Voyager-class Decepticon Starscream
- Name: Starscream
- Release Date:
- Char. Design:
- Toy Design:
- SRP:$ 19.99
Review by EVA_Unit_4A
Here is a bot who is destined to lead the Decepticons. In fact, he will be the greatest leader of the Decepticons in history! It’s just that no one- least of all their current leader, Megatron- knows this yet. He is cunning, ruthless, sneaky, always looking for the advantage, and above all the model idea of back-stabbing. But for one obvious fault- Starscream is rather incompetent, and tends to jump the gun. But, so long as he functions, his quest for absolute power will be second only to Megatron’s… which absolutely annoys and enrages Starscream all the more. He didn’t believe in the fabled All Spark that his soon-to-be-destroyed leader did, but after thousands of stellar cycles of searching, Megatron finally found it aboard a simple Autobot maintenance ship. As the Decepticon leader stepped off his warship, Starscream patted him on the back and wished him good hunting… at the same time planting a small-but-powerful explosive on him. After the explosion destroyed Megatron and sent the helpless Autobot ship careening out of control, Starscream celebrated and finally claimed the title of ruler of the Decepticons! But the shockwave from the explosion damaged the Decepticon ship, and the others scattered. 50 years later, after pushing the warship to its limits looking for the All Spark again, Starscream crashed it onto the Moon, and then headed for Earth. While the primitive species on the planet was no match for him, he decided to play along and scan one of their air interceptor jets for his alternate mode so that he could sneak up on the unsuspecting Autobots. His plan worked, and he became the first Decepticon to hold the All Spark in his hands! But in his arrogance, Starscream victory was short-lived, and he was fooled by a game of Keep-Away, and once more lost the All Spark to the untrained Autobots when the ancient artifact decided to defend itself. But no matter- he may not have contact with the Decepticon army now, but Megatron is still gone, and he is now their undisputed leader. And Starscream is no coward or prone to giving up easily once he’s set his fowl mind to achieving something. Now, if bots like Lugnut would just stop questioning everything he does…
. . .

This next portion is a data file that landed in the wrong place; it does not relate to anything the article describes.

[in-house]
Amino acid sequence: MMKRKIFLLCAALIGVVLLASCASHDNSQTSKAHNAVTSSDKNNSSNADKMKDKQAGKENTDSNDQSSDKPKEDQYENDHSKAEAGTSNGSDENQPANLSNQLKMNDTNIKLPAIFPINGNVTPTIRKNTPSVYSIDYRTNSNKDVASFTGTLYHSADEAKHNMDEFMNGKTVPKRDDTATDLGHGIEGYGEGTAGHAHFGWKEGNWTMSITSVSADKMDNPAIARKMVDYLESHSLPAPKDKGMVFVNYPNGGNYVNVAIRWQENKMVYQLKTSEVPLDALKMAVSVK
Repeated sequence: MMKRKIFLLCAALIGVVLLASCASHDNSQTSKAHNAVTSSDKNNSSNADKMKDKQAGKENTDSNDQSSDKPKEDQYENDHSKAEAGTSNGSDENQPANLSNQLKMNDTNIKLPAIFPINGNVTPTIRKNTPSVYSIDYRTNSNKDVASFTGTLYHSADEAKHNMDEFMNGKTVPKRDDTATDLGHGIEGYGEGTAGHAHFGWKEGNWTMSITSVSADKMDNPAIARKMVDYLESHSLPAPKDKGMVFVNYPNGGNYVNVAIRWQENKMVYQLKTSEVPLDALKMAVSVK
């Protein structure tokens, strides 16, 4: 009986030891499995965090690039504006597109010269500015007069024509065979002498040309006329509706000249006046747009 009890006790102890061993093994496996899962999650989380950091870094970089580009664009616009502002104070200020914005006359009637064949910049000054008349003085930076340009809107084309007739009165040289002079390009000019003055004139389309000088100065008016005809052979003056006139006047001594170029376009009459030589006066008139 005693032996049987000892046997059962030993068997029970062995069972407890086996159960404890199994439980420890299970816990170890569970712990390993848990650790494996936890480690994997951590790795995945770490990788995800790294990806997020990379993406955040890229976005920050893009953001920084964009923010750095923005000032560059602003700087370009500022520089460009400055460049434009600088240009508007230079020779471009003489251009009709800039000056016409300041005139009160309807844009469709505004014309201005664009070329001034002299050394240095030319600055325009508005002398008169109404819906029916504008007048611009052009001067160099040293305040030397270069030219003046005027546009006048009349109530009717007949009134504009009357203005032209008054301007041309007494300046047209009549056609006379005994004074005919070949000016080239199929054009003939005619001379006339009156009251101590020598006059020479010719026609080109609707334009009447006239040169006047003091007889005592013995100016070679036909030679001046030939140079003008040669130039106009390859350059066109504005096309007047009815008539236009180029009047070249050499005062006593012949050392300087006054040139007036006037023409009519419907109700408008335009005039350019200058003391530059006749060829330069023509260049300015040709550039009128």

The voice of Decepticon Starscream is performed by cartoon-veteran actor Tom Kenny, who also covers Dr. Isaac Sumdac and several other guest characters in “Transformers Animated”. (Perhaps he is best known for providing the voice for the title role in “SpongeBob SquarePants”.) Starscream’s vehicle mode (back) is based on one of the future Air Force’s high maneuvering jet interceptor fighters. These were part of an acrobatic display one day meant to honor Detroit’s newest heroes, the ignorant and puny Autobots. Starscream wanted to crash the party, so he initiated scanning and replication and snuck into the flying formation. Remember the praise I had for the design of the Voyager-class Decepticon Lugnut, in that there was little-to-no kibble on his undercarriage compared to almost all past flying Transformers toys? Well, the undercarriage kibble returns with a vengeance- not even attempting to hide the robot parts, just like all of Starscream’s predecessors. Guess I was wrong about that new level of evolution for the toys… And up front, the other obvious giveaway is the layered appearance of the nose which is lacking from his “…Animated” counterpart (Having the nose cone being positioned inside an engine intake is a familiar trait of some real jet fighters, such as the former Soviet Union’s Mikoyan-Gurevich MiG-21.) The transparent-orange cockpit canopy is divided into two halves by black paint only, and there is a molded airbrake directly behind it painted slightly paler than the grayish purple ABS. While inside the cockpit has a small seat with control panel in front of it, larger details just outside of it are six air intakes, each with its own set of air flow fins. While the bottom intakes are not painted, the top-front ones have a slightly darker-painted paneling, and the ones directly behind are all-black painted. As to the forward-swept wing design, which science-fiction has often uses to make air- and spacecraft look cool (as is certainly the case here), perhaps Starscream here derives his dorsal profile from the real Russian-built semi-stealthy Sukhoi Su-47 prototype- with the exceptions of the loss of the forward canard wings, and the twin vertical stabilizers [the tails] being pointed forward instead. (Intentional or not, it’s actually kinda creepy how similar Starscream’s vehicle mode is to the non-production Su-47 technology demonstrator.) Though his jet exhaust nozzles are not right next to each other like the Su-47’s, they still incorporate ball-and-socket joints for thrust vectoring - a real technology which tilts the nozzles up and down for increased agility! Starscream actually has quite a few movable features in vehicle mode compared to Lugnut. There is the aforementioned thrust vectoring nozzles. He also has three-point landing gear which can be raised & lowered; the back two flipping about nearly 135°! Though the landing gear are unusually close to each other, he’s not back heavy or prone to tipping over because of this. Between the engines underneath are two spring-powered missile launchers, each of which holds a single transparent-orange projectile. Now, Starscream uses his trademarked null ray cannons which hang under each wing in the series, much like his G1 counterpart from 1984, but these were changed to missile launchers on the toy; probably to give him a notable Voyager-class action feature. But here’s the cool part- though normally stored pointed diagonally backwards, each launcher has a friction joint which then allows you to flip them around to point forward under the nose! And since the triggers are on the sides of the launchers, they can be fired in either position. When pointed forward, the launchers will touch the ground, but won’t lift the wheels up; they will not touch when facing backwards.